Last year, the industry organization Norsk Industri presented a vision for the Norwegian process industry: By 2050, the sector would have increased the value creation significantly and at the same time achieved zero emissions. This will be a reality if Norway develops and uses technologies described by the organization in a road map for the process industry. This road map deals with many emission-reducing methods, such as the capture and storage of CO2 and the use of biocarbon.
- Some of the measures are listed under "Other", and these will account for one quarter of the required emission cuts. Increased use of gas in the metal industry is one of the key technologies in this category, says Senior Researcher Halvor Dalaker at SINTEF Materials and Chemistry.
Road map for gas in metal production
Together with the Norwegian metallurgical industry, SINTEF and NTNU have created a separate roadmap that shows how different gas technologies can make metal production more environmentally friendly and at the same time enhance the competitiveness of metal manufacturers.
This roadmap refers to both natural gas, biogas, hydrogen and exhaust gas.
- The Norwegian metal industry is one of the greenest and most energy-efficient of its kind. If the companies want to maintain their competitiveness against international players, they must employ even more efficient and profitable methods – and "green". This requires more than just one single technological advancement, Dalaker says.
ROAD MAP FOR GAS IN THE METAL INDUSTRY
- INCREASED VALUE CREATION AND REDUCED EMISSIONS (PDF)
(Written by: Halvor Dalaker, SINTEF; Eli Ringdalen, SINTEF; Leiv Kolbeinsen, NTNU; Jostein Mårdalen, NTNU)
"Road map for gas in the metal industry - Increased value creation and reduced emissions" describes technologies - as well as the preconditions, including societal ones - that must be in place for the gas-based solutions to be implemented in practice.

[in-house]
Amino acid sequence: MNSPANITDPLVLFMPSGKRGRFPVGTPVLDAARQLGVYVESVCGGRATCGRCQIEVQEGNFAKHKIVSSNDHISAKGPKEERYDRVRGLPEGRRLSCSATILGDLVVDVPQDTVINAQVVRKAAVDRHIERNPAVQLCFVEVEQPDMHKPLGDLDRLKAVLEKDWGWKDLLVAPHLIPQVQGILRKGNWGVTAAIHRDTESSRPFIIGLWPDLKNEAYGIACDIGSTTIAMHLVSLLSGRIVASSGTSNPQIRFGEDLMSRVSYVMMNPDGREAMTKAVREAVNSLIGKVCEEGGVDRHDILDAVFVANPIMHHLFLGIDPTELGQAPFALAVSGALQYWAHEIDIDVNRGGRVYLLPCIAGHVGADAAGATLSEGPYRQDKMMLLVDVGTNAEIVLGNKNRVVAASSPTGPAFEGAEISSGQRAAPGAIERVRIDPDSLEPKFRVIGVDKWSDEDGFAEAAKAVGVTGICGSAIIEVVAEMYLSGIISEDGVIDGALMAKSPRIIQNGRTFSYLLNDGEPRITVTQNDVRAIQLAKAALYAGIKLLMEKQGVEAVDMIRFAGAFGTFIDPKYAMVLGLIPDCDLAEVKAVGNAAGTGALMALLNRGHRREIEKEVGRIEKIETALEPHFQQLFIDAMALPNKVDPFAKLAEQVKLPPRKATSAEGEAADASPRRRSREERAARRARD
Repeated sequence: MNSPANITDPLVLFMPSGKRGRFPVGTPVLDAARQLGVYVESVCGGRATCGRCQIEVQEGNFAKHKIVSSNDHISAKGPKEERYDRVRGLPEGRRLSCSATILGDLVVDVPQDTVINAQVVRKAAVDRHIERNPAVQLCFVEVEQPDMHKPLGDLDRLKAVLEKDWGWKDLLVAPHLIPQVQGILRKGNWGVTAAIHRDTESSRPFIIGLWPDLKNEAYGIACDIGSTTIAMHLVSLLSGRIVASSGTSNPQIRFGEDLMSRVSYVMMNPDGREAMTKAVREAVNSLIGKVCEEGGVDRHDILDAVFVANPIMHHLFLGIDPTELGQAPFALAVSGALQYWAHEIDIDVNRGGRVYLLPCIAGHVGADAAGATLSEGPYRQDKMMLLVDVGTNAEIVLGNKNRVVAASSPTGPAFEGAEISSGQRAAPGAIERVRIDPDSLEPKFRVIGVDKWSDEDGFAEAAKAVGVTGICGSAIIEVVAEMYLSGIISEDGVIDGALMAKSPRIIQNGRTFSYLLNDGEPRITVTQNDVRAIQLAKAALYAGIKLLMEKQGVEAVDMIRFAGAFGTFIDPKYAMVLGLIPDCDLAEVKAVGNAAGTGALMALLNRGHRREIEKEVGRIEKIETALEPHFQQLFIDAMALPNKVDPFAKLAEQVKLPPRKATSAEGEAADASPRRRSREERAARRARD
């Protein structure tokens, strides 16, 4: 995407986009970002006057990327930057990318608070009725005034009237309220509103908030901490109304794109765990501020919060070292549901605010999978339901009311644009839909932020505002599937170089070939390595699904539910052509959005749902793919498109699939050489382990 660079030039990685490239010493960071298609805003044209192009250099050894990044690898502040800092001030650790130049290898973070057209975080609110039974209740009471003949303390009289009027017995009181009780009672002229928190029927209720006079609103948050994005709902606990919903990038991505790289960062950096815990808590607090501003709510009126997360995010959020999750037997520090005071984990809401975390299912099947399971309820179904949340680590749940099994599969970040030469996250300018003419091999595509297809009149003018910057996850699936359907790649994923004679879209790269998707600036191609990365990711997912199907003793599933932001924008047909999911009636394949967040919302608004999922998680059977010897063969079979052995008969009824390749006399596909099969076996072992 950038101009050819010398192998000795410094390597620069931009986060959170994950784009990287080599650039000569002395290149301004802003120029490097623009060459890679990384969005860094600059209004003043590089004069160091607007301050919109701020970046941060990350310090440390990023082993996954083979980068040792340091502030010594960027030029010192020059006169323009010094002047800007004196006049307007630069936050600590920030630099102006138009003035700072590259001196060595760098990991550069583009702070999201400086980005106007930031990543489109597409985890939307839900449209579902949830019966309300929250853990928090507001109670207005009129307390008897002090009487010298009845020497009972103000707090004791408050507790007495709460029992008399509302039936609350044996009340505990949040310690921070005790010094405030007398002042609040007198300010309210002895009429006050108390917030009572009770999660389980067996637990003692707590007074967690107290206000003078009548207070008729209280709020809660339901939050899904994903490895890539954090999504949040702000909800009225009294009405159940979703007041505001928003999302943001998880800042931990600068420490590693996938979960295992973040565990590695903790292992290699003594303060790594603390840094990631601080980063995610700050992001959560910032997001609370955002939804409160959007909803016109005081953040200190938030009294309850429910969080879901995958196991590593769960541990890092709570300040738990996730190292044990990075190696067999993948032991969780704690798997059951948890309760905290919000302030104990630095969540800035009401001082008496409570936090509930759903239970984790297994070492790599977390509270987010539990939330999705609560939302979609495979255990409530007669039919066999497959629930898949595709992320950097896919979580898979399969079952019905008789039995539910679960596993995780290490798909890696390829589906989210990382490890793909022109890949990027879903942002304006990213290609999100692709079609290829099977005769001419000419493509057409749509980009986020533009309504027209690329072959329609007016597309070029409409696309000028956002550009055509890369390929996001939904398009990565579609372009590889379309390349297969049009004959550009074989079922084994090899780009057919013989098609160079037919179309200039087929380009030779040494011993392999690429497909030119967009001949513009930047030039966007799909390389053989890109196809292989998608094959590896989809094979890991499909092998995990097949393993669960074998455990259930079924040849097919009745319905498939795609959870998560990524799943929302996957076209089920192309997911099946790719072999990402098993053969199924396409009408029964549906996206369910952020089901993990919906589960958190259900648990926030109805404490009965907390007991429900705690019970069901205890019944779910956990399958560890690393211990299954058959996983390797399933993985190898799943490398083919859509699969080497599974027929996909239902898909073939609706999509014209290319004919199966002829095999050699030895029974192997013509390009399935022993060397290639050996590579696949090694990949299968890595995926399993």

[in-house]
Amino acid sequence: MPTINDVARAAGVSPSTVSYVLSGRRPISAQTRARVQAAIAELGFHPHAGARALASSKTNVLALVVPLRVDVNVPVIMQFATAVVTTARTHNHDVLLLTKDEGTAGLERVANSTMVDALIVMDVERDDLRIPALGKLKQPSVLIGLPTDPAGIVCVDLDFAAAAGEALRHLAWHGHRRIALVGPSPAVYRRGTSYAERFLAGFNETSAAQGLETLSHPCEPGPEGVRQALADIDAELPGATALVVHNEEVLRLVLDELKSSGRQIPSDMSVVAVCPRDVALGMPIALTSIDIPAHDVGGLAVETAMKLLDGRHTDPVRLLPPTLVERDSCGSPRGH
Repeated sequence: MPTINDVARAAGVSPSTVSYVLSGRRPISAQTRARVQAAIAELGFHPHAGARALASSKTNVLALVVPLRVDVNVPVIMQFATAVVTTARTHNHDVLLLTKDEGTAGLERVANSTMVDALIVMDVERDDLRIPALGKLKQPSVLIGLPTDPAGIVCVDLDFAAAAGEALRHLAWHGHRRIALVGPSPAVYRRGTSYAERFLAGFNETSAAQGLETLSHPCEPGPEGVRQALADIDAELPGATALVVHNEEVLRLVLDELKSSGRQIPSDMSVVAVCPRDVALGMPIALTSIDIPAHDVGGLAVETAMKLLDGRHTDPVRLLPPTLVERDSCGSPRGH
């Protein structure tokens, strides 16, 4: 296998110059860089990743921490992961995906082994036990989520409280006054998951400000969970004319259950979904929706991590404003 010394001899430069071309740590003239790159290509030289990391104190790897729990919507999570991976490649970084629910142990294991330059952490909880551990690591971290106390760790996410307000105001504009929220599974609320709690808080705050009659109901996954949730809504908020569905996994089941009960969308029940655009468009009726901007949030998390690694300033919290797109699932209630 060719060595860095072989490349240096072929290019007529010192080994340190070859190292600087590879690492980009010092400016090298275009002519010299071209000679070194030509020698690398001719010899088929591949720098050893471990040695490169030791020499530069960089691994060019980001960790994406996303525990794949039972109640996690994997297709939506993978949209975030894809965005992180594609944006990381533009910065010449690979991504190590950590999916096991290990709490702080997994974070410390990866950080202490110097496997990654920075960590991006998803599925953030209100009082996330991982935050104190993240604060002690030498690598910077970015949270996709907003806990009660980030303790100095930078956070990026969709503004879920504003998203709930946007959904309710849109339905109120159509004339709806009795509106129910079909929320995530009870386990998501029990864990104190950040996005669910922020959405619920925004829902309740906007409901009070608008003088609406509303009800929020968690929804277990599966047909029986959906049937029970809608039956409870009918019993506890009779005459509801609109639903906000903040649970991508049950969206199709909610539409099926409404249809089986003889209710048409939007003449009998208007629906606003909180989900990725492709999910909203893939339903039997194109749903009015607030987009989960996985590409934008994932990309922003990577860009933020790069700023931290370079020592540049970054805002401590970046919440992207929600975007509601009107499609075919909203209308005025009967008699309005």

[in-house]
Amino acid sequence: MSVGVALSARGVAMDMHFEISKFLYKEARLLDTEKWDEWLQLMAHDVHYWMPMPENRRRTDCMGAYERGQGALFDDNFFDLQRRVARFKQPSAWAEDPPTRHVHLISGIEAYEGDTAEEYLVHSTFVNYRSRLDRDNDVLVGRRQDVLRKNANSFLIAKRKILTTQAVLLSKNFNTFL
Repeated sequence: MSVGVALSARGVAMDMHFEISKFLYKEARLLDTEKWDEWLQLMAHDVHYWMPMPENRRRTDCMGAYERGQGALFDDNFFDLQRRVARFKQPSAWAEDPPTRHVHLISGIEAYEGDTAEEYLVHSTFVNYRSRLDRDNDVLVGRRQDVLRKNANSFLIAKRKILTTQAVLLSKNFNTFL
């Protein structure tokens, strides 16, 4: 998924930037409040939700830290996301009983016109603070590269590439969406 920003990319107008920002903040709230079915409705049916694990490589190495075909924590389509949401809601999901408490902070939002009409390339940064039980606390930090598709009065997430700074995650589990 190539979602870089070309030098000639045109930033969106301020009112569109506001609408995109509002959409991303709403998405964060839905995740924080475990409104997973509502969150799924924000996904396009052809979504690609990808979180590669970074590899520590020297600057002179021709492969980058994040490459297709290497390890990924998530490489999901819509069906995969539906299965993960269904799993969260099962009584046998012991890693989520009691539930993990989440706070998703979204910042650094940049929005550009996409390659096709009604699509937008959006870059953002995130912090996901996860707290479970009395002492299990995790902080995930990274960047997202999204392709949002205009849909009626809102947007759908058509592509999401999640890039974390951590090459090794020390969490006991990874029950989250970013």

Metal extraction: a polluted process
In its natural state, the metal finds itself in a strong alliance with oxygen – and utterly useless as a product.
- Metal is derived from ore. To extract the metal, the ore must be treated with carbon in a smelting furnace, Dalaker explains, only high temperatures can break up this "marriage" and create something we can make use of.
The ore is heated inside the smelters, forcing the oxygen to abandon its stable and safe state. But the oxygen needs a new "partner". Without a new partner, the oxygen will find its way back to the old alliance. The smelting plants must find a new and attractive partner. Today, most smelters have appointed the fossil carbon source coke as the new "spouse". Coke is not a material easily found in pure form. Instead, it is created by heat treating coal, resulting in extensive CO2 emissions.
Less greenhouse gas with natural gas
Gas-based solutions can play an important role in striving to reach the zero emissions goal. Natural gas doesn't require the same "dirty" pretreatment as a coke. That alone gives us an environmental and climate benefit. But we must alter the production methods so gas can replace the coke.
- If we study the chemical formulas, from the time where the new alliances are formed, both coke and natural gas results in equally large emissions. So, to reach the goal of zero emission, we have to start looking for a better, more suitable companion. Biogas is one option, Dalaker says.
Biogas is a renewable and climate-neutral candidate. So why is biogas not our first choice? One of the reasons that prevents us from disqualifying coke and natural gas from the competition is: we need more biogas than what is produced today.
While the production of biogas rises, the natural gas could act as the oxygen's companion. When the production of biogas has risen, replacing the natural gas with biogas will be a small matter because they both consist of the same mail ingredient, methane, and behave relatively similarly.
Profitable, green industrial clusters
The transition to gas will not only yield environmental benefits. It can also lead to increased value creation for Norwegian companies.
The metal industry and the chemical process industry use the same raw material, but they utilize the gas in different ways. Locating them close to each other will simplify the distribution of gas, and the exhaust gas from one process can be a commodity for the other. If the Norwegian industry can see how an industry cluster can produce synergies, we can save both money and the environment.
Researchers and industrial partners are trying to find ways to create a greener and more profitable manufacturing process. Together with the Norwegian smelting industry, SINTEF and NTNU have prepared " Road-map for gas in the Norwegian metallurgical industry: greater value creation and reduced emissions ". The roadmap describes the technological and social preconditions that must be in place before the gas-based solutions can be realized.